Town where you live
Experience (300 characters max)
I’m a mother of four young adults, ages 19-25 who all graduated from Ferris High School. I have 20+ years of leadership experience in non-profit, tribal government, and tribal organizations.
While working full-time and raising a busy family, I juggled being an adult student, earning a Bachelor’s in Business-IT Management. I’ll begin a Masters in Health Leadership program this Fall. I currently work for a local non-profit doing project management in Medicaid Transformation as the Director of Tribal Relations. Within my job, I work closely with tribal and non-tribal partners in the region. I provide technical assistance and support to ensure that the Medicaid system changes do not adversely affect our tribal health systems, which provide care to the American Indian/Alaska Native populations they serve. The last three years, I’ve been a member of the SPS Diversity Advisory Council, chairing 2017-2018. We've provided input to the Board regarding curriculum, student discipline & restorative practices, and diversity training. This work needs to go deer, and I believe I'm the best candidate to infuse equity in all policy and activities.
Safety, Curriculum, and School Discipline
The full Safe Havens report was released, outlining safety considerations and recommendations – one being to arm campus resource officers. I do not support arming school resource officers. There have been no studies that indicate the arming of CROs makes students or learning environments safer. I’d rather see continued investment toward programs such as Multi-Tiered Systems of Support and Social Emotional Learning. With the budget cuts, we don’t have the funds to spend on equipment, training, additional insurance costs, and process changes that arming CROs would require.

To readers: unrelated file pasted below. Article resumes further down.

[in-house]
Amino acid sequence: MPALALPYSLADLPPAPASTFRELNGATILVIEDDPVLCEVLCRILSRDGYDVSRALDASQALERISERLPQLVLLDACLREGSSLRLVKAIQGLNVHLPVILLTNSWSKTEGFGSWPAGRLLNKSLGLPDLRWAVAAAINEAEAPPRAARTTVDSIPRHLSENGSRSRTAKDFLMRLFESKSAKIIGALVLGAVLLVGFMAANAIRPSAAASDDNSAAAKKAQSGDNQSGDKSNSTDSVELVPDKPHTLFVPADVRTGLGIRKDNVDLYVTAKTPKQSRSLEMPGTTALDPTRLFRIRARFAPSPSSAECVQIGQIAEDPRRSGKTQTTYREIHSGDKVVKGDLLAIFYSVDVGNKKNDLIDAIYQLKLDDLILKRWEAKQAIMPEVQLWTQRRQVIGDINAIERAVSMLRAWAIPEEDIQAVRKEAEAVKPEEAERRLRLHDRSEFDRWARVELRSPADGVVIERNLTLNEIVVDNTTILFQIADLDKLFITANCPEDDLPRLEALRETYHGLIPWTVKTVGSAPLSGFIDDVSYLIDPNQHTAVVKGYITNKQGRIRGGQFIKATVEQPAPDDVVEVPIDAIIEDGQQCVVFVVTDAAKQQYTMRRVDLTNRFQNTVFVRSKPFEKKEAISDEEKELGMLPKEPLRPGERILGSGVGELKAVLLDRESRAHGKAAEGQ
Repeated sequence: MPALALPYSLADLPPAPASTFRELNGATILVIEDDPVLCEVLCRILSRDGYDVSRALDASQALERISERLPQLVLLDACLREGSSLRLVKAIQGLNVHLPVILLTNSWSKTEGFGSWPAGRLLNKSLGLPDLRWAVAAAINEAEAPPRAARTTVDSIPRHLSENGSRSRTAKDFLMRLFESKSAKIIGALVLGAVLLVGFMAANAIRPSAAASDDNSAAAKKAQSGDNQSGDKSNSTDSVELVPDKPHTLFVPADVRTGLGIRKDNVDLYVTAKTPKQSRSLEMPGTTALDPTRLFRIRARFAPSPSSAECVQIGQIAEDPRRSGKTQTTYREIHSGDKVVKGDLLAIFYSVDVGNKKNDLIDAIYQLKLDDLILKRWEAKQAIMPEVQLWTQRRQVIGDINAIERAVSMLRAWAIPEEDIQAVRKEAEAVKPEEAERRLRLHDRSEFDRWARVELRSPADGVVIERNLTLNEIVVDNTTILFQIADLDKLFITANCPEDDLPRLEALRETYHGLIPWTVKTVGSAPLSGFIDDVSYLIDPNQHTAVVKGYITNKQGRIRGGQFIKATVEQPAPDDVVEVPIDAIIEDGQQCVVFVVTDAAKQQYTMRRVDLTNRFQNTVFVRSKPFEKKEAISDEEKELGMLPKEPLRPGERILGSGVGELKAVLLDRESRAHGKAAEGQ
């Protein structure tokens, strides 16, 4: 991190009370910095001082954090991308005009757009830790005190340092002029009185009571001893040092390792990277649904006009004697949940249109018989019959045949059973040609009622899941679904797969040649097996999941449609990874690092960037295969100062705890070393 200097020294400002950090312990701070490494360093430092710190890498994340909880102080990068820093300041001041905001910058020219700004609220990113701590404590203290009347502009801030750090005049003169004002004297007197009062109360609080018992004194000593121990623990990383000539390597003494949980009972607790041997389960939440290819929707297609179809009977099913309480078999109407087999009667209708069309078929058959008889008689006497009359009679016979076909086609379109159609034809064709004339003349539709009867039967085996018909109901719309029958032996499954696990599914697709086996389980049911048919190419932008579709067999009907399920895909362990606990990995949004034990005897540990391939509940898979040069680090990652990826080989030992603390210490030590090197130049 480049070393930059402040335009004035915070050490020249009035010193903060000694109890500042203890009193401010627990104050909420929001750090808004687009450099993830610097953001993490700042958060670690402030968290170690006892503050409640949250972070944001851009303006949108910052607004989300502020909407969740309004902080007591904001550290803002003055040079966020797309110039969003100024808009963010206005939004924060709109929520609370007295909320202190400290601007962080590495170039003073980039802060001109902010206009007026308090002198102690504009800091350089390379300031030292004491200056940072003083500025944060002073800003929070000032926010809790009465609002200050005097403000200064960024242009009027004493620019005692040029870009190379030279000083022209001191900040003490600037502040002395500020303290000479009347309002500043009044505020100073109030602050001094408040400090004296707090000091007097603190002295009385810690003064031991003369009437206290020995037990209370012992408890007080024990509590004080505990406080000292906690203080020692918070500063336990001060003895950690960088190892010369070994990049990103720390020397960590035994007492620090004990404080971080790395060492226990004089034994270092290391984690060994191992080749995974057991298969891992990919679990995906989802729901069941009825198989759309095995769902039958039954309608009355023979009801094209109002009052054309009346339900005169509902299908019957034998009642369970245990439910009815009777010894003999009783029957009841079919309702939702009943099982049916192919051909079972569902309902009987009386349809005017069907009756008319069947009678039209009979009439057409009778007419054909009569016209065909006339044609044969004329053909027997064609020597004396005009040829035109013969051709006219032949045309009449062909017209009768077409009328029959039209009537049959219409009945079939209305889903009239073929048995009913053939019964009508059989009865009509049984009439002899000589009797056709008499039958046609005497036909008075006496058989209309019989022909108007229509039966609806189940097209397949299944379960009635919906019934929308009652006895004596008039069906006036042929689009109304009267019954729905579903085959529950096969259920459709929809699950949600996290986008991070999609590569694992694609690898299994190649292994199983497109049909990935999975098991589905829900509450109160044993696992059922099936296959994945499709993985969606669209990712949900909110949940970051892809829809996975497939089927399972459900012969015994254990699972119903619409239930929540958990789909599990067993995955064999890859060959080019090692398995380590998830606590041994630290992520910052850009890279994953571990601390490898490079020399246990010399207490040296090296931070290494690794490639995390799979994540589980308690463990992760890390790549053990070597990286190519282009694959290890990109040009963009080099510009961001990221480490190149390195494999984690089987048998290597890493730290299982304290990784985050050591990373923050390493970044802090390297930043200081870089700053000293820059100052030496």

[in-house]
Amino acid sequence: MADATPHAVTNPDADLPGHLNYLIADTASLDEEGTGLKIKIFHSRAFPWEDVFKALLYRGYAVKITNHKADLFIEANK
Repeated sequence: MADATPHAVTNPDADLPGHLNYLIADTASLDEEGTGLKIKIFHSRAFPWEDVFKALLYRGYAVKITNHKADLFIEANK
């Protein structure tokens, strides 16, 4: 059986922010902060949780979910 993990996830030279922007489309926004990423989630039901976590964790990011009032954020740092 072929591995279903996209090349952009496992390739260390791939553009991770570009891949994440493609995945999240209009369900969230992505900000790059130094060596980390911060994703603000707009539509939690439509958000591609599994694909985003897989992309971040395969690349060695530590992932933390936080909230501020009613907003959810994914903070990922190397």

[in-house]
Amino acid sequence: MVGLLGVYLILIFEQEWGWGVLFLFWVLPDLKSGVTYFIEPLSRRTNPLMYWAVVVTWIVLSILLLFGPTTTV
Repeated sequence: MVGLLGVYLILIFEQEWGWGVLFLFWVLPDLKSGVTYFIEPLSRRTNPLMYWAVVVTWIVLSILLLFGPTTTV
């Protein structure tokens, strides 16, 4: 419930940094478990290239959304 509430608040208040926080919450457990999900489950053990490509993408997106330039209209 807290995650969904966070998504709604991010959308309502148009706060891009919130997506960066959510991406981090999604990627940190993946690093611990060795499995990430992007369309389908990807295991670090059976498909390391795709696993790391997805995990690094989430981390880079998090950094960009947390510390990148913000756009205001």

I would make sure that all safety policies focus on inclusion of all students. Adopting a diversity and inclusion policy that is supported by a school and public campaign is needed – we need to engage families and students. Increasing and expanding programs such as Multi-Tier Systems of Support is a must. We need to continue to nurture an unbiased environment by ensuring all educators are trained in cultural diversity and trauma informed care.
The district needs to first address the disproportionate rate that students of color and those with IEPs are being disciplined and put in isolation. These inequities are unacceptable. We need to assess the data, review specific instances, and talk to educators and families/students in order to correct these inequities.
The legislature needs to fully fund public education. Our community continually shows they support our schools, but we shouldn’t first look to them to make up any deficit in future years.
I’m an advocate for technical training in secondary schools. We need more innovative schools and programs like NEWTECH Skills Center but integrated into the regular school day for more students.
Working collaboratively with community organizations, the district needs to understand the family’s needs, and prior education and experiences in order to create specific programs, supports and opportunities for them to succeed.